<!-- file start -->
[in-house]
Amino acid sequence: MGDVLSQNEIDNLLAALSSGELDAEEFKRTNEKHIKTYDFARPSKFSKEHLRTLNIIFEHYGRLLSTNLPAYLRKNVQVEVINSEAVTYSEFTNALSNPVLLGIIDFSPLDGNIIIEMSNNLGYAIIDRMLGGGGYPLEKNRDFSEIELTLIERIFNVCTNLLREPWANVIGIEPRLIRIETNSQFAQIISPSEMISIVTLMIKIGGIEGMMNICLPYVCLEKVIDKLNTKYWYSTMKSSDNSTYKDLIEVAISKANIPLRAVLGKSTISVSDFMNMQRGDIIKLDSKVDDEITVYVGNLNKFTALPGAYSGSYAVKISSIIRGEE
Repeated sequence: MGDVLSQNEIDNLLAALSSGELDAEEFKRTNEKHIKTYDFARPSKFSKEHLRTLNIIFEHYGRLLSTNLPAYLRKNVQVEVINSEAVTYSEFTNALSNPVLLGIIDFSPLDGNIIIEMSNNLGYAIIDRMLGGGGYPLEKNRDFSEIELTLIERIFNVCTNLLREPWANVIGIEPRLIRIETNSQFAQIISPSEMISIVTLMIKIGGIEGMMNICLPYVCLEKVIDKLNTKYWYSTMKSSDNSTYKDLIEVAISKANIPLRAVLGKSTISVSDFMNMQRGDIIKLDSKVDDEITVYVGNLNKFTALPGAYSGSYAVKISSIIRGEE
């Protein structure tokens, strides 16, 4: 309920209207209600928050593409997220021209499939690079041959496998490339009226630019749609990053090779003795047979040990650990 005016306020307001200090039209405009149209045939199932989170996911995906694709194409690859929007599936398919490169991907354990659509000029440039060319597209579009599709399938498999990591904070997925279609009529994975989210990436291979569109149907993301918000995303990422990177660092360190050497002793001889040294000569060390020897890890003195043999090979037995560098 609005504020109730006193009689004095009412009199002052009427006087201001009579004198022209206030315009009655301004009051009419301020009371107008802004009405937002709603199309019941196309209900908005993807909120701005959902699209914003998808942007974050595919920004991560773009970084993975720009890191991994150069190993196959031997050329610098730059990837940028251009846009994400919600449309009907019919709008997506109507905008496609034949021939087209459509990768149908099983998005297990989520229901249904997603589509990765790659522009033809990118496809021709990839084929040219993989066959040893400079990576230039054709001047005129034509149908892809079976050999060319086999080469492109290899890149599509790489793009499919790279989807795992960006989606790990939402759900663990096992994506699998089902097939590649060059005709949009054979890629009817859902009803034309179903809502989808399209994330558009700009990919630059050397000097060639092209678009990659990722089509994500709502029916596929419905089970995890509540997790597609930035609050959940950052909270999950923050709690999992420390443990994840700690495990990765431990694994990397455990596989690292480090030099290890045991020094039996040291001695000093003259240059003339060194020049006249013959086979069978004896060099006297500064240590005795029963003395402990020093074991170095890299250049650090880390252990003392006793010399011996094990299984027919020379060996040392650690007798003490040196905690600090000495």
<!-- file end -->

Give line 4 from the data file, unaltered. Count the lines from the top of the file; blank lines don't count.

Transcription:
């Protein structure tokens, strides 16, 4: 309920209207209600928050593409997220021209499939690079041959496998490339009226630019749609990053090779003795047979040990650990 005016306020307001200090039209405009149209045939199932989170996911995906694709194409690859929007599936398919490169991907354990659509000029440039060319597209579009599709399938498999990591904070997925279609009529994975989210990436291979569109149907993301918000995303990422990177660092360190050497002793001889040294000569060390020897890890003195043999090979037995560098 609005504020109730006193009689004095009412009199002052009427006087201001009579004198022209206030315009009655301004009051009419301020009371107008802004009405937002709603199309019941196309209900908005993807909120701005959902699209914003998808942007974050595919920004991560773009970084993975720009890191991994150069190993196959031997050329610098730059990837940028251009846009994400919600449309009907019919709008997506109507905008496609034949021939087209459509990768149908099983998005297990989520229901249904997603589509990765790659522009033809990118496809021709990839084929040219993989066959040893400079990576230039054709001047005129034509149908892809079976050999060319086999080469492109290899890149599509790489793009499919790279989807795992960006989606790990939402759900663990096992994506699998089902097939590649060059005709949009054979890629009817859902009803034309179903809502989808399209994330558009700009990919630059050397000097060639092209678009990659990722089509994500709502029916596929419905089970995890509540997790597609930035609050959940950052909270999950923050709690999992420390443990994840700690495990990765431990694994990397455990596989690292480090030099290890045991020094039996040291001695000093003259240059003339060194020049006249013959086979069978004896060099006297500064240590005795029963003395402990020093074991170095890299250049650090880390252990003392006793010399011996094990299984027919020379060996040392650690007798003490040196905690600090000495």